My Blog on computing

Concept, Programming

Elegant programming

Elegance is not limited to people, cloths or objects. It can be applied to any creative process.
In programming, elegance is a way to design software with both simplicity, efficiency, expressivity and power.

What is the contrary of elegant programming ? Ugly programming !

We can learn a lot from bad things/examples. So let’s face them.

We all have seen ugly programs one day. Many of us even have had to work with ugly source code, and know that can be a nightmare.

Ugly coding can easily be detected:

  • Functions are veeeeeery long.
    Why would the original author split its code in clearer small parts when he can aggregate every functionality to the same huge function ?
  • Source files are very long too.
    They usually contain a dozen classes or more. Not even related, of course.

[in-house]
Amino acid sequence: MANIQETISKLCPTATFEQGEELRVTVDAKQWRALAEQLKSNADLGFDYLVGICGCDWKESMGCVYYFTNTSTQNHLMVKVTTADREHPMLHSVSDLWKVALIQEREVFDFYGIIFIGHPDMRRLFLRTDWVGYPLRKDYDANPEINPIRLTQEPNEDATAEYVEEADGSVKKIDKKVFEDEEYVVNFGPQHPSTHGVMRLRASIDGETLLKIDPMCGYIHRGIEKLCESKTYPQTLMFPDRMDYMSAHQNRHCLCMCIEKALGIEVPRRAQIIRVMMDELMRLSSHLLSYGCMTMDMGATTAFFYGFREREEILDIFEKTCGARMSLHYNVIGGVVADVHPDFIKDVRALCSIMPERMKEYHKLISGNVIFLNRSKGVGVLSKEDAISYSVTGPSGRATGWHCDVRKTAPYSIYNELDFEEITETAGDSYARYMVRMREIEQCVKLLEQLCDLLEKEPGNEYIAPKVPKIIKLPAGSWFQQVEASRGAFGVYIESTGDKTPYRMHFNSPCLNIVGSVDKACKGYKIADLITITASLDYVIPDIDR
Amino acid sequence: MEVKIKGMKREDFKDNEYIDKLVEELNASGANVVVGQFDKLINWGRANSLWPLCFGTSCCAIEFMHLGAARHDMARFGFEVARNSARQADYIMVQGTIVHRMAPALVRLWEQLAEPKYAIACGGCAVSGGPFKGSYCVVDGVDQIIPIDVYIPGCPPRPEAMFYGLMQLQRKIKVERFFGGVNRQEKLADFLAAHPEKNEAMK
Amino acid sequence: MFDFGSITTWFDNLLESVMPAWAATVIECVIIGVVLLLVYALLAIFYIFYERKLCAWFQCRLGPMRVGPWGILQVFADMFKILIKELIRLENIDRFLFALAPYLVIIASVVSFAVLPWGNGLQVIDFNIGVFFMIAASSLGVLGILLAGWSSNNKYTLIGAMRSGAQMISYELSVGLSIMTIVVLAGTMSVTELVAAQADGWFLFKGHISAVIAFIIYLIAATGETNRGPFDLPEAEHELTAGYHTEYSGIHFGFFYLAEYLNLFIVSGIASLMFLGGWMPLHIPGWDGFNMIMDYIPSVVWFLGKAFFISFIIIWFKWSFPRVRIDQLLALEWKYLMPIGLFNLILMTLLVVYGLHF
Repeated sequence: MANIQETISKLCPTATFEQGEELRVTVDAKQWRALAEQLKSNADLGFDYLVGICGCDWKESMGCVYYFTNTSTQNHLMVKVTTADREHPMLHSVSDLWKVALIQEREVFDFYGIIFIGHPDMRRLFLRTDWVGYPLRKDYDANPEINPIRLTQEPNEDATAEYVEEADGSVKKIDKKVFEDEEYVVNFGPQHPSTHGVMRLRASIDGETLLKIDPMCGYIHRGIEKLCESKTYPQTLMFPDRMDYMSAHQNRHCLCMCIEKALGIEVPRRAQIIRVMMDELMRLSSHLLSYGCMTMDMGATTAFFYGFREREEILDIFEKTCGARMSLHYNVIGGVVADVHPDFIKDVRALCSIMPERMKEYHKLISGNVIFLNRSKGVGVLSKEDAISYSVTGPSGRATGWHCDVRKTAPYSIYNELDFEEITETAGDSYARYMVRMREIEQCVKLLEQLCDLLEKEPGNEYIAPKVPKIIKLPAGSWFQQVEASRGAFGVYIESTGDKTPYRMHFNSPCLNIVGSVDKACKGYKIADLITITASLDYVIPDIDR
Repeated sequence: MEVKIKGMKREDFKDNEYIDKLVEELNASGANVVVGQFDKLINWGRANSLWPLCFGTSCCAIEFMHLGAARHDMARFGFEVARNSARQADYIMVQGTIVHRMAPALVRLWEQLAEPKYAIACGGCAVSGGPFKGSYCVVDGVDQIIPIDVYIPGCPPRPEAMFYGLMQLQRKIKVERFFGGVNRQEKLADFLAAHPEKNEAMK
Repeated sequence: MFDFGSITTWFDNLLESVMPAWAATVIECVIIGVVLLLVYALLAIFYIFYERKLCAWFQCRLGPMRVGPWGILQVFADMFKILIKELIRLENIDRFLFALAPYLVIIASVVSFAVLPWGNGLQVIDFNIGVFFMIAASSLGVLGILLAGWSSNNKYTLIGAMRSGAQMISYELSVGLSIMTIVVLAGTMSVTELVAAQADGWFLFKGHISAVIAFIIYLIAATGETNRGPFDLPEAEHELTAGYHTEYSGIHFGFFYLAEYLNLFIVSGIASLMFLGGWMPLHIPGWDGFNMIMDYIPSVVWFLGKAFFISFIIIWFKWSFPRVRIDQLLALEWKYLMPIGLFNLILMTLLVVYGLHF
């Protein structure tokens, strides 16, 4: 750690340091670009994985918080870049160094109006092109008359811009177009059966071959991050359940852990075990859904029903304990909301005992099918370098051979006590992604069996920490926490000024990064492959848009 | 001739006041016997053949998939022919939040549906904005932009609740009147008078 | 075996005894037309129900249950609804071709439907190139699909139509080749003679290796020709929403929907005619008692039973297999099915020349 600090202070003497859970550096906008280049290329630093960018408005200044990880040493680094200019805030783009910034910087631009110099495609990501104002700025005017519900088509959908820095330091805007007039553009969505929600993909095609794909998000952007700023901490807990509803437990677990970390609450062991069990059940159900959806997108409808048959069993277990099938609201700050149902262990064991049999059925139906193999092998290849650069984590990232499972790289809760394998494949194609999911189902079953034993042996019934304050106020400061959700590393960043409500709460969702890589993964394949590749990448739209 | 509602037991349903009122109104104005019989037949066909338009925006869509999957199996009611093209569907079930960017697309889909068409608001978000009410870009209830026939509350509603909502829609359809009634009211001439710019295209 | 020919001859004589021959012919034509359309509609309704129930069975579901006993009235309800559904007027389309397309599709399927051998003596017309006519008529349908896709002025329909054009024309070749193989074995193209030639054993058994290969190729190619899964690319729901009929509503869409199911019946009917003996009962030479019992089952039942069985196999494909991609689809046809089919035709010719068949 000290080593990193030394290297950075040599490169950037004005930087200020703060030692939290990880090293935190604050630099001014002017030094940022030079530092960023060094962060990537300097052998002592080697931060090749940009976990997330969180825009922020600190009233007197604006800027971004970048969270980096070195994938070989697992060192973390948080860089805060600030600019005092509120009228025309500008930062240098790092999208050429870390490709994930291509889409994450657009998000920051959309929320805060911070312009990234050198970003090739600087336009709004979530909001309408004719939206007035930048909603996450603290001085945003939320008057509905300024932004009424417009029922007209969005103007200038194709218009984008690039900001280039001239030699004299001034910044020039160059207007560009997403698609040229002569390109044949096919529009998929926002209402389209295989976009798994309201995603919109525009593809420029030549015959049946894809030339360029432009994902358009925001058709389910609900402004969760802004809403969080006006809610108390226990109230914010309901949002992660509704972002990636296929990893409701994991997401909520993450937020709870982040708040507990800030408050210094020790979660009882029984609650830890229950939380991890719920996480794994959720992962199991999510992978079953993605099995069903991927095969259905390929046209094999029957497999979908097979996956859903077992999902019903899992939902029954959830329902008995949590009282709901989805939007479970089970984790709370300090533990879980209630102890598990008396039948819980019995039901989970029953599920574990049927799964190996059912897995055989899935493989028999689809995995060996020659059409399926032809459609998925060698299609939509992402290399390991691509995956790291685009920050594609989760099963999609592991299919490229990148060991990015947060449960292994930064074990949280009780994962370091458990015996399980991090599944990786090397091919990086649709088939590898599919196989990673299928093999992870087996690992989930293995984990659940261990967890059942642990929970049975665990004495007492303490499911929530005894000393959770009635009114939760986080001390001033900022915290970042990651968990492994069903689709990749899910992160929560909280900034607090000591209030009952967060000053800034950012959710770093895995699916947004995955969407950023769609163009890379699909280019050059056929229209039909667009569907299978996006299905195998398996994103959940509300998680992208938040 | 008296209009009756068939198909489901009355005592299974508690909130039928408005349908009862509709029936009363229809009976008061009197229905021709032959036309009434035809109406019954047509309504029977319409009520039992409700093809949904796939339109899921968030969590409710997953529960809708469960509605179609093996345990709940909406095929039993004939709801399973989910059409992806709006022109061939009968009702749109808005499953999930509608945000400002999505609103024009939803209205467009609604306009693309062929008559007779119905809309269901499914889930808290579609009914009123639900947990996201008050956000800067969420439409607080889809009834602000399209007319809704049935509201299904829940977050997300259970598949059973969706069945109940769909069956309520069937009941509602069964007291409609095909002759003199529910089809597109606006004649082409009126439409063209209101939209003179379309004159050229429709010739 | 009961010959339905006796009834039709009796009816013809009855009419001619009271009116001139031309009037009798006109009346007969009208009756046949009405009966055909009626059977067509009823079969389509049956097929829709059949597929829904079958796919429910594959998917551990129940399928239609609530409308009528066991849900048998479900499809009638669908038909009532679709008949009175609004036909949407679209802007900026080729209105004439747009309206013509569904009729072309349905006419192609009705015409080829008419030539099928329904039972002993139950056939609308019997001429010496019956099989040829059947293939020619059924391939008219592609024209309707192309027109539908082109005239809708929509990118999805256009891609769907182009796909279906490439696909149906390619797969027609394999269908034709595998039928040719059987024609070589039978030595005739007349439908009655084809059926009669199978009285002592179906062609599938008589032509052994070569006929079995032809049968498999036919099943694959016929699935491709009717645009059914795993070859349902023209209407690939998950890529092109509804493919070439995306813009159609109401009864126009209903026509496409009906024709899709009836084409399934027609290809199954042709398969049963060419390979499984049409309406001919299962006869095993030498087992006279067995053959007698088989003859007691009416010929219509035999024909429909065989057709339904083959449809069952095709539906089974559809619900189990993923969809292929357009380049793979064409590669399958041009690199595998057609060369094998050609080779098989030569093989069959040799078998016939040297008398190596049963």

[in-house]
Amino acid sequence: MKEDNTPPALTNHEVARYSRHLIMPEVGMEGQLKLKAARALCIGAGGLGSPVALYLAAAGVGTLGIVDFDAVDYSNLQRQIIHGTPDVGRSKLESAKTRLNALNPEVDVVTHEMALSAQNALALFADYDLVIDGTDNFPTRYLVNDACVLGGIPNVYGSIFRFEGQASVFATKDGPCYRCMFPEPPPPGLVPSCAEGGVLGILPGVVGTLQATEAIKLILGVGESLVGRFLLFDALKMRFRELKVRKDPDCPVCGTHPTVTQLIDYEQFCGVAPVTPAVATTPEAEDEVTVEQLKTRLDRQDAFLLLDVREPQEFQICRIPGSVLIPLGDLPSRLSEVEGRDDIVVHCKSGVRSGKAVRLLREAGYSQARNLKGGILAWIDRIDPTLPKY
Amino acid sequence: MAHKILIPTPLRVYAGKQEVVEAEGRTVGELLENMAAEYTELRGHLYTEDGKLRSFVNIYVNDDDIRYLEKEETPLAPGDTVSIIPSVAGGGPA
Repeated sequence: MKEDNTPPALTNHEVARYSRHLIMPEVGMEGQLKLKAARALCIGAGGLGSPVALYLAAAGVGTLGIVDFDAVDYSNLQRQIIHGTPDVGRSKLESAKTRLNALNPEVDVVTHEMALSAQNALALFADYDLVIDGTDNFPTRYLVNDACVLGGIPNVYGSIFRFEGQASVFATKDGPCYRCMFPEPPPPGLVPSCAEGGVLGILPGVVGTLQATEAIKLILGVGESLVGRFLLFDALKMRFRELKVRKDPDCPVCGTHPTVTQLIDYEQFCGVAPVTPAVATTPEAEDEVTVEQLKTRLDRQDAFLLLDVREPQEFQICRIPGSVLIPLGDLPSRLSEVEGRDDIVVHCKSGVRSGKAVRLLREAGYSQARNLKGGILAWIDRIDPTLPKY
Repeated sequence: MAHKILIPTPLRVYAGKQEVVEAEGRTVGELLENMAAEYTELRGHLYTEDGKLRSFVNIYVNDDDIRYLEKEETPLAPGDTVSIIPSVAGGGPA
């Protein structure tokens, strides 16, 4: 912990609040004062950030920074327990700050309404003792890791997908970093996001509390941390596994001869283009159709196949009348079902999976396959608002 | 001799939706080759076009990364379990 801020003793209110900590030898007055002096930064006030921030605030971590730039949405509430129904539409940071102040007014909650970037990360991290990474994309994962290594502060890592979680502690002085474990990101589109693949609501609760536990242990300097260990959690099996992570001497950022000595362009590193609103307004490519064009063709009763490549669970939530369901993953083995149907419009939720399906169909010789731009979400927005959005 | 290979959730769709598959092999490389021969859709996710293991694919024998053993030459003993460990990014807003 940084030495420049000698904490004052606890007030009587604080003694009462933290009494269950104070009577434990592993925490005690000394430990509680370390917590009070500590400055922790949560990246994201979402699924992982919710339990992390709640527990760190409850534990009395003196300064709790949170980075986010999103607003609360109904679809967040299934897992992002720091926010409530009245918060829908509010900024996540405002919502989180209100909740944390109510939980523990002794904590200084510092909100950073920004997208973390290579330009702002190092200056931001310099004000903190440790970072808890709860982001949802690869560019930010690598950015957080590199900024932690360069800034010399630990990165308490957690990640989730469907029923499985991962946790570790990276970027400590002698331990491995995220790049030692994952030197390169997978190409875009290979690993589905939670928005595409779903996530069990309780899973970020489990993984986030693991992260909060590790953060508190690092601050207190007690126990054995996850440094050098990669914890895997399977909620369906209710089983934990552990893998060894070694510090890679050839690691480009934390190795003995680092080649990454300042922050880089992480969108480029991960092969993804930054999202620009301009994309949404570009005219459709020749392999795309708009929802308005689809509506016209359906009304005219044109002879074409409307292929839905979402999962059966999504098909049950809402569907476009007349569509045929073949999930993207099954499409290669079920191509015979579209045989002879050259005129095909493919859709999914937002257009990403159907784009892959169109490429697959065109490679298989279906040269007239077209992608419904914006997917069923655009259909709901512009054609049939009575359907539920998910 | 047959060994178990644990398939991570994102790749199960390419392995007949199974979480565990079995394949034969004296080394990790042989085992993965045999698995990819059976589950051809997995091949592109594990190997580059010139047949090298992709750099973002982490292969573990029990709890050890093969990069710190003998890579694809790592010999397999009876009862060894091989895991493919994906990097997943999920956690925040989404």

• There are no commentaries in the code.
  • There is no documentation files either.
    Who needs that ? It’s more productive to write code only, isn’t it ?
  • Cryptic coding style.
    The author doesn’t mind if you spend an hour trying to “decode” every function, or every line. Anyway he thinks nobody will be good enough to understand his marvelous code, and nobody deserves that (I agree the latter point, we don’t deserve that !).
  • Names are somewhat cryptic too.
    Such as a, or getdecabsvalofthat. Or even TIWIM (for This Is What I Meant).
  • Many portions of code are duplicated. Usually with errors on updates.
    The author wrote a piece of code, duplicated it somewhere else (rather than making a function) then updated the first portion and forgot to update the second portion accordingly.